SOLDES!  The all caps scream out at you from all the shops in Paris – then there’s the deuxième démarque, and the dernier…at each stage the frantic pace increases, and stores get progressively messier as the “regular” sizes sell out.

Paris will up your fashion IQ – even if you never planned for it.  Scarves, shoes, jackets – I had definitely upgraded since moving, and there’s always something you can add…or is there?

I wrote some time ago about forced decluttering and about how a small Paris apartment forces you to be thoughtful about your “stuff.”  Combine that with a recent shine I’ve taken to the Minimalists and their ideas, and I was Rey resisting Kylo Ren…must not buy…clothes on sale…I tried to remind myself that he/she saves the most when nothing is spent.

But willpower wasn’t enough.  I took a clothing inventory.  Apart from socks/underwear I simply counted every piece of clothing I had.  Every scarf, tie, shirt, shoe, jacket, etc.  I typed it all up and printed out the 2-page document and looked it over.  There were no spots I needed to fill.  I had a great wardrobe.  Indeed, I realized that still some might go away via the 90-day rule I’ve observed since 2010 – if it’s in season (ex: sweaters in winter) and I haven’t worn it in 90 days, it has to be given to someone else who will use it better than I will, or to a place that takes clothing donations.  So, instead of getting sucked into the sales season I took an opportunity to remind myself that I might be getting rid of some clothes as we move from Winter to Spring.

If making the clothing inventory isn’t enough – print it out and carry it with you so that every time you want to make a purchase during the sales season you can pull it out and check yourself. 🙂

Shipping-The-Force-Rey-and-Kylo-Ren-470

“Soldes” photo from pterjan.  Creative Commons.

Unexpected Consequences: Instant and Ongoing Decluttering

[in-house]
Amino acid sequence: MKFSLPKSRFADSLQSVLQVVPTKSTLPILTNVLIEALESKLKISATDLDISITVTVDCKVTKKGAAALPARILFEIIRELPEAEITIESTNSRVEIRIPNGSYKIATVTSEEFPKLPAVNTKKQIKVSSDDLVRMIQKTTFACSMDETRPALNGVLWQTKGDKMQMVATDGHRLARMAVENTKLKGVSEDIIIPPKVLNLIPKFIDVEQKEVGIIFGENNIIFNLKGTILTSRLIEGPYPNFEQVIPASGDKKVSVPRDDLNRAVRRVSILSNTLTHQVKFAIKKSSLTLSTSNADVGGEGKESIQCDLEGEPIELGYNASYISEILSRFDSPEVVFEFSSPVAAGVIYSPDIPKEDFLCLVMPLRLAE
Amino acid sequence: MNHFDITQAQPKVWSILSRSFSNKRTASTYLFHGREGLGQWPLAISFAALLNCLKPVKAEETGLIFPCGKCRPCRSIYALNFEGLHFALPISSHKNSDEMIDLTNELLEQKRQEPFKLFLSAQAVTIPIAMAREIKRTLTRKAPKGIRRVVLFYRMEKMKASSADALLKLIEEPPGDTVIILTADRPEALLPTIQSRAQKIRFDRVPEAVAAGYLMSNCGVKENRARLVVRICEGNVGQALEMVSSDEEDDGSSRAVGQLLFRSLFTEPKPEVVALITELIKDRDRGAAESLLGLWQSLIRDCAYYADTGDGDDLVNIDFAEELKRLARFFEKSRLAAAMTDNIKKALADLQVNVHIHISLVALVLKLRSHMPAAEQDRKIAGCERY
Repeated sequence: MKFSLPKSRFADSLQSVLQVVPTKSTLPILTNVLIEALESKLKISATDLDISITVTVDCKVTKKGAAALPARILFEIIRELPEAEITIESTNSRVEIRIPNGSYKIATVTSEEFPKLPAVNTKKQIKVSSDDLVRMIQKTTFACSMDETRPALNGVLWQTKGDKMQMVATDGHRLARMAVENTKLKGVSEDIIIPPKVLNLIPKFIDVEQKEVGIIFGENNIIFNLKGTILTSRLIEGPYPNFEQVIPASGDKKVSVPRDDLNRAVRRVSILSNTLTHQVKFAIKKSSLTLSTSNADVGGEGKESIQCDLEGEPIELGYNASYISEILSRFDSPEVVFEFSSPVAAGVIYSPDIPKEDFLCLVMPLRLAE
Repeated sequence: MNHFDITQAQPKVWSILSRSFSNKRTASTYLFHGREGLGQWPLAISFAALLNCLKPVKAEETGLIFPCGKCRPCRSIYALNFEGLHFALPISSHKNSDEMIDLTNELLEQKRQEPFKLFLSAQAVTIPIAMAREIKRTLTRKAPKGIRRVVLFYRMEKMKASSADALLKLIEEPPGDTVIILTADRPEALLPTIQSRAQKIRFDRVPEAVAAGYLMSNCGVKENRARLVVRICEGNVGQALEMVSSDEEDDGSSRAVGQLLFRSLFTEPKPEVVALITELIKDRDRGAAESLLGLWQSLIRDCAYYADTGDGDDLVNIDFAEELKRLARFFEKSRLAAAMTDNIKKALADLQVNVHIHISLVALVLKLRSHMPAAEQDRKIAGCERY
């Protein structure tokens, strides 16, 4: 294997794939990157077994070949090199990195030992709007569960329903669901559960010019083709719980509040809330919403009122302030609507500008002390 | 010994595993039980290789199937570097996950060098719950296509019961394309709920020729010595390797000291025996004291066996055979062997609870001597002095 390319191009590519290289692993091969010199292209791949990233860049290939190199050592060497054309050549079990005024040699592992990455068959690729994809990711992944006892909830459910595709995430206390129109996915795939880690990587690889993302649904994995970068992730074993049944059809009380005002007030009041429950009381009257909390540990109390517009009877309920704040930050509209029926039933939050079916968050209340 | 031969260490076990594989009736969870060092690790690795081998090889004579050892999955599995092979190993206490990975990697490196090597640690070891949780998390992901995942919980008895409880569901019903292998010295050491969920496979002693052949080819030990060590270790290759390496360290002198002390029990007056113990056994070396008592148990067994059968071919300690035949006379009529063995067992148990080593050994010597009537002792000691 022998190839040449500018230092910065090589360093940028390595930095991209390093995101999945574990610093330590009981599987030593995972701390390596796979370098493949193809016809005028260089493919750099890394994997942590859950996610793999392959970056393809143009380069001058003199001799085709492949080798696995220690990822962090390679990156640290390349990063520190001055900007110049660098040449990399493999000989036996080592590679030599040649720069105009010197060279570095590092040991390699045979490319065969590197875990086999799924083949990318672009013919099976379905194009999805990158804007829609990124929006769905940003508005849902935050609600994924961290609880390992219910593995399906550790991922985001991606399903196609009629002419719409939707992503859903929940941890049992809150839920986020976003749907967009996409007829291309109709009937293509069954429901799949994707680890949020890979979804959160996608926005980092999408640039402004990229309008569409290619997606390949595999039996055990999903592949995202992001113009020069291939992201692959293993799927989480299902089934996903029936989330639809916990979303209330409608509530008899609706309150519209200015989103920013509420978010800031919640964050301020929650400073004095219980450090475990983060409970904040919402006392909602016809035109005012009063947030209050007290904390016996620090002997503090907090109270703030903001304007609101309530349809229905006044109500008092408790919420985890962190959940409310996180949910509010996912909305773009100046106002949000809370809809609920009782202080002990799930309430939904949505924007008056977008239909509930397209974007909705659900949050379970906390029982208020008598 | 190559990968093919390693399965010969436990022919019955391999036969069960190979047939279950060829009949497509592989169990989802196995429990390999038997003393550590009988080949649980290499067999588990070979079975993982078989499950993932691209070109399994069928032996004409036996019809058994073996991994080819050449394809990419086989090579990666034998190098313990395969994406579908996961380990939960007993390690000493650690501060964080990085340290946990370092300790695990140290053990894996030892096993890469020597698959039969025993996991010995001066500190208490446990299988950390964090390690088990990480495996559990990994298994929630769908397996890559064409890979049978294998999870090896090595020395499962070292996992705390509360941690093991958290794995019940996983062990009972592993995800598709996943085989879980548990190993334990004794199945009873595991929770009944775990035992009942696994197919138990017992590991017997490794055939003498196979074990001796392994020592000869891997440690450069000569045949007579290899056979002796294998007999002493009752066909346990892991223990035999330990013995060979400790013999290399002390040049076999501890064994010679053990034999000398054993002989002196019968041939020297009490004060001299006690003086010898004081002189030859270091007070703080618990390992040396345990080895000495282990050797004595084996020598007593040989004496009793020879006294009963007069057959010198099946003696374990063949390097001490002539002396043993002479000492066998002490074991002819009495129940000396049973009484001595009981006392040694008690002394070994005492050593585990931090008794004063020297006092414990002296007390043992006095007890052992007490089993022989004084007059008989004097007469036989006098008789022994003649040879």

I’ve mentioned before on this blog that the Four Hour Work Week is a major influence on my life and was a big part of the “how” portion of the massive quality of life upgrade that was my move from America to Europe.  In the book Tim puts forth a notion called “mini retirements” in which instead of working and saving until some mythical age to sell everything and move to Thailand (for example) why not do that now for a few weeks and see if you actually like it.  There are other reasons to take mini-retirements, including not assuming you’re in control of your health or when you die, but what I want to focus on is Tim’s insistence that you dump pretty much everything.

Stuff.  It can define us.  And Americans in particular have so much room that nothing stops us from buying more.  We even define our “national holidays” by sales of stuff.  We even have a very healthy business category of self-storage, which is an embodiment of our hoarding mentality.  Alas, that industry is now kicking off in Paris (and probably greater France as well).

Tim’s points were simple: get rid of everything that doesn’t have a particular or sentimental value.  You can always buy another couch, or plates, but maybe you can’t buy that one pan Grandma taught you to cook with.  Dump the other stuff, keep that.

I decided pretty quickly that my “must keeps” consisted of roughly 100 framed prints that had mostly been painstakingly transported from Europe over the years and adorned all the spaces of my then-home in America, as well as the 4000 books that I had collected over many stops of library book sales and used and new bookstores over the years.  I spoke to a friend in Canada who had a large amount of space in a new home he had recently moved into, who also happens to homeschool his kids.  He would get a teaching and parenting resource for free, as well as for his own enjoyment, and I would have free and safe storage of my treasures.  We agreed on a 5-year term, after which time we could discuss what was to follow.  I knew after 5 years in Europe (I’m 2 in now) I would either have a place to ship the books or have a long term plan about what to do with them.

So books and art sorted.  I rented a large truck about 6 months before I left the USA and drove the books to Canada.  As a note, if you do this, the Canadians will ask you for a value, so they can tax you…on stuff you already own…because hey, you might choose to sell it!  So, cynically (and in keeping with American, and what I would find out, French traditions), I assessed the 4000 books at a value of $.01 each and the art at $1.00 each, to a value of roughly $200, which I still had to pay tax on.  Small price to pay honestly, but it does add an extra 30-45 minutes to your border crossing.

I then proceeded to dump all the furniture I had painstakingly picked out during my “I’m a grown-up now with a real salary” phase when my college furniture found the curb.  These were the delicious dark wood headboards, the plush suede couches, the tasteful (and useful) ottomans.  I even had a lovely Victorian double-sided desk.  All gone: happily mostly sold to friends and friends of friends, and what was still left over went onto craigslist.  For the very last items (what was I doing with my own power drill?), I left them with my sisters to sell on their own or keep.